We talk about not bringing work home, but often it’s difficult to put home life out of our thoughts, especially if we have serious problems. Personal and family health issues, debt or other problems can weigh heavily on us and affect our energy, sleep, concentration and moods. All these can impact on our work performance.
While these may not necessarily be an employer’s responsibility, and there may be little an employer can do, understanding alone can help support that person.
Some individuals may not want to discuss these matters, but a supportive atmosphere where people feel comfortable talking about them may help them both as a person and as an employee.
Customers . . .
A customer who feels ignored can easily walk out of a shop or abandon a phone call or online shopping basket. Most want to feel they are getting the right attention, but what this right attention is differs from one person to another.
Acknowledging a customer when they arrive creates the opportunity for interaction when they want it. Some want to be guided all the way, while others want to browse at their own pace.
Achieving the right balance for all types of customer is a challenge, but if we are flexible and respond to an individual, we can build a very strong relationship with each customer.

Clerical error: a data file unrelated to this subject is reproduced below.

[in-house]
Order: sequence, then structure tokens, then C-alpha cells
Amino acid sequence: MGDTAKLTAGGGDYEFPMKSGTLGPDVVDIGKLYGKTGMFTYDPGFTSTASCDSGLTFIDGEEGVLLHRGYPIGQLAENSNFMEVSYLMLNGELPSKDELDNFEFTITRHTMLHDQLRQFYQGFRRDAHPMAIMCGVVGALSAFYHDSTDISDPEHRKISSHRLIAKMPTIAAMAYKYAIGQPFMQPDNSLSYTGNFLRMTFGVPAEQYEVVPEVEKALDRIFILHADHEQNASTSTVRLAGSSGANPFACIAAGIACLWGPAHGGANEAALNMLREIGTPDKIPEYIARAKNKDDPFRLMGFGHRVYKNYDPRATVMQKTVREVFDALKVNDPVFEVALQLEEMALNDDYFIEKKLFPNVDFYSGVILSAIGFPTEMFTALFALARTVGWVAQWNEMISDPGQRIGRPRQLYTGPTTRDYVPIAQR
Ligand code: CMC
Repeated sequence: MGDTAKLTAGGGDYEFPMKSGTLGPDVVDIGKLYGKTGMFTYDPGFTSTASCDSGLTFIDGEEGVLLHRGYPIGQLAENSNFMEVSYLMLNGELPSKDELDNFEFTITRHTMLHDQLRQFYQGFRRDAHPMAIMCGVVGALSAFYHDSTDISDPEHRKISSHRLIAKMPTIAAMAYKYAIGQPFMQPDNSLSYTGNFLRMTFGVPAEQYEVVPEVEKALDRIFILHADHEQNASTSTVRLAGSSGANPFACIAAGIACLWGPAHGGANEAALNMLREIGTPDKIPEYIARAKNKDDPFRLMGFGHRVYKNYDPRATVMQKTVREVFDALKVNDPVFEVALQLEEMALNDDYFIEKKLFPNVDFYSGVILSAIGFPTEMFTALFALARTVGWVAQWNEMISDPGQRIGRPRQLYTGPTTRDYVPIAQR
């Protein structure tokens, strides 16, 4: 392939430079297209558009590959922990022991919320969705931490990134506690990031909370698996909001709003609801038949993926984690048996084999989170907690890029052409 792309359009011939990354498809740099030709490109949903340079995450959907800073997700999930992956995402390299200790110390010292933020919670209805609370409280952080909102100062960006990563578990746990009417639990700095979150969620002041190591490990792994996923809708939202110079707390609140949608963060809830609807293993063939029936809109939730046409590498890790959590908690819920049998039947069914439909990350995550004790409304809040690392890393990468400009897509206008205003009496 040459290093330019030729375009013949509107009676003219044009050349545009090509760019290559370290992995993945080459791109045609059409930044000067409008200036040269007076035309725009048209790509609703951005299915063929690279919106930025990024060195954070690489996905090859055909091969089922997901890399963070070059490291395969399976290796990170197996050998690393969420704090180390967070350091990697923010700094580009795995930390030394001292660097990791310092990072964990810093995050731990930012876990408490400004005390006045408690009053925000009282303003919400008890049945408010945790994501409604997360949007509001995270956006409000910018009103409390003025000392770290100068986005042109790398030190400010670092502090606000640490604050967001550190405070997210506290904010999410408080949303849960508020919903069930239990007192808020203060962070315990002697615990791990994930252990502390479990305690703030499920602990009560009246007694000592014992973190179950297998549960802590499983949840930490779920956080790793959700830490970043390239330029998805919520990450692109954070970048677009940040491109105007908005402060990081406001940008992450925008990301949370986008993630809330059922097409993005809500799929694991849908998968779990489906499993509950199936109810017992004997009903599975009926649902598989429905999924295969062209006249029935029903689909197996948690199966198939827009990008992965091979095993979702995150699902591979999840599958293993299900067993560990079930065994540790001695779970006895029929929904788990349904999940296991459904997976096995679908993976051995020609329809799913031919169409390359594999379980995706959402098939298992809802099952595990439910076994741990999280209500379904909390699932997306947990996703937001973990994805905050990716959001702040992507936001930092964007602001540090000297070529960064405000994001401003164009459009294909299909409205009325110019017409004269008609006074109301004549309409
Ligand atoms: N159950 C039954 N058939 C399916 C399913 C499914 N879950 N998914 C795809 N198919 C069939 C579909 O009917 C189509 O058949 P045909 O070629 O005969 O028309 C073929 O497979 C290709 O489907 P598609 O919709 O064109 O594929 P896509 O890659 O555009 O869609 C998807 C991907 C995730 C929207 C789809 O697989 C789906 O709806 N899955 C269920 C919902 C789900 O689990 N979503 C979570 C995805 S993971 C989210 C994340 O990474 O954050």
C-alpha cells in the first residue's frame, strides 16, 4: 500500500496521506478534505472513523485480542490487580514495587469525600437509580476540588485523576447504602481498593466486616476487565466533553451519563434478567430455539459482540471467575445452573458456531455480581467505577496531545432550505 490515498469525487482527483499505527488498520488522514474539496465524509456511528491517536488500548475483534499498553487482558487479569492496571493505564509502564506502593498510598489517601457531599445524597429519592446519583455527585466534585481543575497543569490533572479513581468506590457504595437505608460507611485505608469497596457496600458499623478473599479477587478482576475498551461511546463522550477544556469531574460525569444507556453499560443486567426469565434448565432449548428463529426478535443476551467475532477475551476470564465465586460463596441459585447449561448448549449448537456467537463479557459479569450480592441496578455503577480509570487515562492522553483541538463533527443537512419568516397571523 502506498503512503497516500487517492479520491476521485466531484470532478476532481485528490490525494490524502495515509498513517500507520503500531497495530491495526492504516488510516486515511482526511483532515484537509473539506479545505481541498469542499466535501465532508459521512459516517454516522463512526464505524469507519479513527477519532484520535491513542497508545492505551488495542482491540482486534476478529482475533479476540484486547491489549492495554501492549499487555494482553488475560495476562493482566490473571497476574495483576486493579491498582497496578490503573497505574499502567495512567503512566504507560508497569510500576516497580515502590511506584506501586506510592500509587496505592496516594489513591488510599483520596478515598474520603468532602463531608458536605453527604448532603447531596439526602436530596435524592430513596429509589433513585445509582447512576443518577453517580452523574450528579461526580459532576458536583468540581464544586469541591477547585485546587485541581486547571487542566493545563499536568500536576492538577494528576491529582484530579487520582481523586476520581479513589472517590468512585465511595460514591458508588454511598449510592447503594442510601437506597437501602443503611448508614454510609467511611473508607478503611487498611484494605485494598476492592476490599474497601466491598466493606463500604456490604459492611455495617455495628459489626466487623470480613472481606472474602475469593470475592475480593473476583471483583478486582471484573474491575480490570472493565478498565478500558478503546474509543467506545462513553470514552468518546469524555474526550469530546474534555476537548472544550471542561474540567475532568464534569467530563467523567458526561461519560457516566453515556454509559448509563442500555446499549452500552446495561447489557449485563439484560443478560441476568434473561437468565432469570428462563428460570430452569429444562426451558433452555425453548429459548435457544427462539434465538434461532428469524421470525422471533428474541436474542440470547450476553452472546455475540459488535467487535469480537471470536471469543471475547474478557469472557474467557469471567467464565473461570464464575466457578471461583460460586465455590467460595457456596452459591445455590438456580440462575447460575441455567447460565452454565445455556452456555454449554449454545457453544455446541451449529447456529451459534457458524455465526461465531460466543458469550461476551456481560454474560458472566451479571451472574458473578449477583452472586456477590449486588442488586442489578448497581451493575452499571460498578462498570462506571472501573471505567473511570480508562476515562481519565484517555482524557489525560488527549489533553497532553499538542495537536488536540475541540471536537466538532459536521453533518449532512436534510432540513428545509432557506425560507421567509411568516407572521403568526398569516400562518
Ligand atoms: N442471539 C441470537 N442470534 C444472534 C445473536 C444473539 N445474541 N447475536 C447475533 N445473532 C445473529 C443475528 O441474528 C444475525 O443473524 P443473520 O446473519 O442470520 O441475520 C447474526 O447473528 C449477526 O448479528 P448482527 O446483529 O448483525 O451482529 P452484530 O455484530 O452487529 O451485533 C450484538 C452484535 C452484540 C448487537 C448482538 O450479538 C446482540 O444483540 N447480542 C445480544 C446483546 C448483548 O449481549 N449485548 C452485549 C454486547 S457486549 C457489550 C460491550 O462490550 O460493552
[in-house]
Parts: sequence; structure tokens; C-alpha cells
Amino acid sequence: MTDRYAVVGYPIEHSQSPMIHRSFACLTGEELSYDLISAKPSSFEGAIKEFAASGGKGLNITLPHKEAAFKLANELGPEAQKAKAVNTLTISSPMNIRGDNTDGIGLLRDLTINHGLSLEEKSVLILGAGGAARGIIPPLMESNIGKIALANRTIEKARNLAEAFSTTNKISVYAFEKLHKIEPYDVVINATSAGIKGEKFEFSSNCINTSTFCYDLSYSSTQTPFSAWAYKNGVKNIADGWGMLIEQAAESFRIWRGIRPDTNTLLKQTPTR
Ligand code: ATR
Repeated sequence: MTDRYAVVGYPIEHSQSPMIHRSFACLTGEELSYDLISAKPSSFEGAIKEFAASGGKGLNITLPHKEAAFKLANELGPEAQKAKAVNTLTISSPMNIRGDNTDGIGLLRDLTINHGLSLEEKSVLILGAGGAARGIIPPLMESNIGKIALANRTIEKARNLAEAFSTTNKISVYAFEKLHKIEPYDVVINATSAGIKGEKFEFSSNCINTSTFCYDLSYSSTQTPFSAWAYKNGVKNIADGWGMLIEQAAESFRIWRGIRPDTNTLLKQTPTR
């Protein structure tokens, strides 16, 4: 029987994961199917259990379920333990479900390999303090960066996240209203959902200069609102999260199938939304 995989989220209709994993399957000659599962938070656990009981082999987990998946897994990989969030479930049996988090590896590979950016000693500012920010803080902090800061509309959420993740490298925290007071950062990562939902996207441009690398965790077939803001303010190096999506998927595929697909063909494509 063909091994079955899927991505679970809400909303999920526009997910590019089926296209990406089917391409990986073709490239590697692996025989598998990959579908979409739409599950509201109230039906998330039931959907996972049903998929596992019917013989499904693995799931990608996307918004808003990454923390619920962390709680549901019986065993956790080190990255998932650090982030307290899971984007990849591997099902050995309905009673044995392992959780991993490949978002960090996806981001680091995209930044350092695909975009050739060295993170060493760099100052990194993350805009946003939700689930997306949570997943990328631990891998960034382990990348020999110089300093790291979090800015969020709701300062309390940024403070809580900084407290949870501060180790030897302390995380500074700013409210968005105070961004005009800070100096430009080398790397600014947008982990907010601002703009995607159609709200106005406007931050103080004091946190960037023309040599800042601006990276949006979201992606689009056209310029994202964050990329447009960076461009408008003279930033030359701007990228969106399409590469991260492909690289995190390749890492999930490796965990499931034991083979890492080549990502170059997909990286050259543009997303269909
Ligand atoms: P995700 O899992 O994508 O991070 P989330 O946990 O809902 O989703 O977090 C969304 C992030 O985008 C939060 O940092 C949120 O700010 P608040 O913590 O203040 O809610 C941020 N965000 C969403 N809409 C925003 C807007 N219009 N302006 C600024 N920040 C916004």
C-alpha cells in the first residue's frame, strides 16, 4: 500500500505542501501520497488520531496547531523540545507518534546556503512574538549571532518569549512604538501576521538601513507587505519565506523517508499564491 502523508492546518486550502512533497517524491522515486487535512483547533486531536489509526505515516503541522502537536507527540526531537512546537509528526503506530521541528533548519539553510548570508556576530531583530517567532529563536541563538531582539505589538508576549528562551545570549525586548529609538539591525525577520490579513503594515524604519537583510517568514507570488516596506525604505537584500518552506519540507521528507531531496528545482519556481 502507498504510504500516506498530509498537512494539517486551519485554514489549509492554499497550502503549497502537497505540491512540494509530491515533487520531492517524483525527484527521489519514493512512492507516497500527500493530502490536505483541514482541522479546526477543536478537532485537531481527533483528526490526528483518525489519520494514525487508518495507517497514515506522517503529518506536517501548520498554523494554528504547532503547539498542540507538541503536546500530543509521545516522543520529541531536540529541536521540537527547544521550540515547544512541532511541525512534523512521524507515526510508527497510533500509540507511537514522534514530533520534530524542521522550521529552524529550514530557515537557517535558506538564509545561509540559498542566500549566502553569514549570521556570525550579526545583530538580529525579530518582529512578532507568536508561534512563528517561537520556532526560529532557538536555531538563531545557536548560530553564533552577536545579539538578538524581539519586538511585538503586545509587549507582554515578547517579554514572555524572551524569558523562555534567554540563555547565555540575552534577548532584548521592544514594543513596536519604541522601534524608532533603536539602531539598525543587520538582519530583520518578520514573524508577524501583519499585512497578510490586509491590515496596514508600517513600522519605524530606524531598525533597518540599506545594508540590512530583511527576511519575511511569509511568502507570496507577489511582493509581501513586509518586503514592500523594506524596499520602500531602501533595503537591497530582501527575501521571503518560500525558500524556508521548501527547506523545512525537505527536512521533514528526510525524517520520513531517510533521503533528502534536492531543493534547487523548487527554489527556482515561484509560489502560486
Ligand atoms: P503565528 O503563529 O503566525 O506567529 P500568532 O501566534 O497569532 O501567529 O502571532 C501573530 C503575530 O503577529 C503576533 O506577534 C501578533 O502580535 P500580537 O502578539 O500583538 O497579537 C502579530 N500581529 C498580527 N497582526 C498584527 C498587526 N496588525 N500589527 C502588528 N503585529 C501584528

With a trend towards open-plan areas in banks, shops, doctors’ surgeries and other public organisations, many customers do not want their affairs to be overheard by others.
Whenever possible, discuss transactions out of earshot of other people and use tact when asking sensitive questions, perhaps concerned with financial agreements.
Most customers want assurance that their personal details are not being shared with the rest of the world and value suppliers who demonstrate such tact and understanding.
They are more likely to give repeat custom because they can see that you recognise and demonstrate their need for privacy as well as understanding their circumstances and customer requirements.
3. Give information clearly
New customers do not know how your business works.
They can walk into a café and not know if they have to order at the counter or have their order taken by waiting staff. Making this information clearly available provides immediate reassurance so they can relax and enjoy their meal. This can apply in different ways to every type of business.
If there is a queue or customers have to wait to be served because you are busy, acknowledge them and advise them on what is happening.
Instant service is not always customers’ first priority and many prefer to wait and receive good, personal service rather than be rushed through as if on a conveyor belt.
4. Saying thank you
We take it for granted that people say “thank you”, but it doesn’t always happen.
When businesses are under immense pressure and competition is tough, most are genuinely grateful for customers choosing to purchase from them. Thanking them demonstrates this and can help to convert them into a repeat customers.
Just making sure we thank every customer before turning our attention to the next one is essential practice.
See the other polite prompts in our please and thanks courtesy toolkit.